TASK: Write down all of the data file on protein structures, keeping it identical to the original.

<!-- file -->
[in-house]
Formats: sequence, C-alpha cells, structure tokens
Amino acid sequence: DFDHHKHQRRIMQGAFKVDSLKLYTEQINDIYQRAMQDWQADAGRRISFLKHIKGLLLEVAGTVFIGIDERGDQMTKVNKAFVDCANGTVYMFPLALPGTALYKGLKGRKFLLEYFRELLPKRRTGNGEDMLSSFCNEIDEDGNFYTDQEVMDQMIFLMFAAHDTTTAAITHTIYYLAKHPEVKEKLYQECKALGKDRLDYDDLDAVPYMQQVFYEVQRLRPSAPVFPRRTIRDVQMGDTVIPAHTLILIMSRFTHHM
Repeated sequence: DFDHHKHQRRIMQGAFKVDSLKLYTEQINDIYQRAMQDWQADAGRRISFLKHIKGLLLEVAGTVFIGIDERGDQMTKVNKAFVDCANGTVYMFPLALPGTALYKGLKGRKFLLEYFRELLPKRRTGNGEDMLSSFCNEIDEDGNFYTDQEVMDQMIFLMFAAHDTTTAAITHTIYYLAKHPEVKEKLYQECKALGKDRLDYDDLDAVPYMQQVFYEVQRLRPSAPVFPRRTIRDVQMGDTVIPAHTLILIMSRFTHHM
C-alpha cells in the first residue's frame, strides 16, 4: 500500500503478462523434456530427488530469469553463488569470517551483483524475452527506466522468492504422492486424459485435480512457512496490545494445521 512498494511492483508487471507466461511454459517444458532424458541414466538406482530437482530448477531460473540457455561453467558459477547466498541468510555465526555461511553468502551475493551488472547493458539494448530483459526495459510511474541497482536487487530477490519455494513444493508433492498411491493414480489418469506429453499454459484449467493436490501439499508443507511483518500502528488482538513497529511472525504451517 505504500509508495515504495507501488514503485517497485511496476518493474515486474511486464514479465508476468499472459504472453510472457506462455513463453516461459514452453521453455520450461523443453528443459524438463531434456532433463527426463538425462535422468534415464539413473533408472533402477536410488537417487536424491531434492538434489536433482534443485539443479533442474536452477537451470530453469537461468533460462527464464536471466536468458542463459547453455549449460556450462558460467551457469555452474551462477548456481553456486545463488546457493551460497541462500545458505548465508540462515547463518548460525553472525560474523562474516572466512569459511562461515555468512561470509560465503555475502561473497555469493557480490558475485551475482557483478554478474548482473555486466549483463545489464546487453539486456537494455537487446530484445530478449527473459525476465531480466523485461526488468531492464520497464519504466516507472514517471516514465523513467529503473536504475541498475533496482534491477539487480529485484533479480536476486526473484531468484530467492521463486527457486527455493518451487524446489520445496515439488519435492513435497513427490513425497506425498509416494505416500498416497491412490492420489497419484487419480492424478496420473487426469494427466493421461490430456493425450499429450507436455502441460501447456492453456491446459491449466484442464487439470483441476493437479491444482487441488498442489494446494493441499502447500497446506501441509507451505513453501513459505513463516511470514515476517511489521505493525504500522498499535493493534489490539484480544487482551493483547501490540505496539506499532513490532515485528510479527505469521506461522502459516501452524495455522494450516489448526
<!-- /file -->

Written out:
[in-house]
Formats: sequence, C-alpha cells, structure tokens
Amino acid sequence: DFDHHKHQRRIMQGAFKVDSLKLYTEQINDIYQRAMQDWQADAGRRISFLKHIKGLLLEVAGTVFIGIDERGDQMTKVNKAFVDCANGTVYMFPLALPGTALYKGLKGRKFLLEYFRELLPKRRTGNGEDMLSSFCNEIDEDGNFYTDQEVMDQMIFLMFAAHDTTTAAITHTIYYLAKHPEVKEKLYQECKALGKDRLDYDDLDAVPYMQQVFYEVQRLRPSAPVFPRRTIRDVQMGDTVIPAHTLILIMSRFTHHM
Repeated sequence: DFDHHKHQRRIMQGAFKVDSLKLYTEQINDIYQRAMQDWQADAGRRISFLKHIKGLLLEVAGTVFIGIDERGDQMTKVNKAFVDCANGTVYMFPLALPGTALYKGLKGRKFLLEYFRELLPKRRTGNGEDMLSSFCNEIDEDGNFYTDQEVMDQMIFLMFAAHDTTTAAITHTIYYLAKHPEVKEKLYQECKALGKDRLDYDDLDAVPYMQQVFYEVQRLRPSAPVFPRRTIRDVQMGDTVIPAHTLILIMSRFTHHM
C-alpha cells in the first residue's frame, strides 16, 4: 500500500503478462523434456530427488530469469553463488569470517551483483524475452527506466522468492504422492486424459485435480512457512496490545494445521 512498494511492483508487471507466461511454459517444458532424458541414466538406482530437482530448477531460473540457455561453467558459477547466498541468510555465526555461511553468502551475493551488472547493458539494448530483459526495459510511474541497482536487487530477490519455494513444493508433492498411491493414480489418469506429453499454459484449467493436490501439499508443507511483518500502528488482538513497529511472525504451517 505504500509508495515504495507501488514503485517497485511496476518493474515486474511486464514479465508476468499472459504472453510472457506462455513463453516461459514452453521453455520450461523443453528443459524438463531434456532433463527426463538425462535422468534415464539413473533408472533402477536410488537417487536424491531434492538434489536433482534443485539443479533442474536452477537451470530453469537461468533460462527464464536471466536468458542463459547453455549449460556450462558460467551457469555452474551462477548456481553456486545463488546457493551460497541462500545458505548465508540462515547463518548460525553472525560474523562474516572466512569459511562461515555468512561470509560465503555475502561473497555469493557480490558475485551475482557483478554478474548482473555486466549483463545489464546487453539486456537494455537487446530484445530478449527473459525476465531480466523485461526488468531492464520497464519504466516507472514517471516514465523513467529503473536504475541498475533496482534491477539487480529485484533479480536476486526473484531468484530467492521463486527457486527455493518451487524446489520445496515439488519435492513435497513427490513425497506425498509416494505416500498416497491412490492420489497419484487419480492424478496420473487426469494427466493421461490430456493425450499429450507436455502441460501447456492453456491446459491449466484442464487439470483441476493437479491444482487441488498442489494446494493441499502447500497446506501441509507451505513453501513459505513463516511470514515476517511489521505493525504500522498499535493493534489490539484480544487482551493483547501490540505496539506499532513490532515485528510479527505469521506461522502459516501452524495455522494450516489448526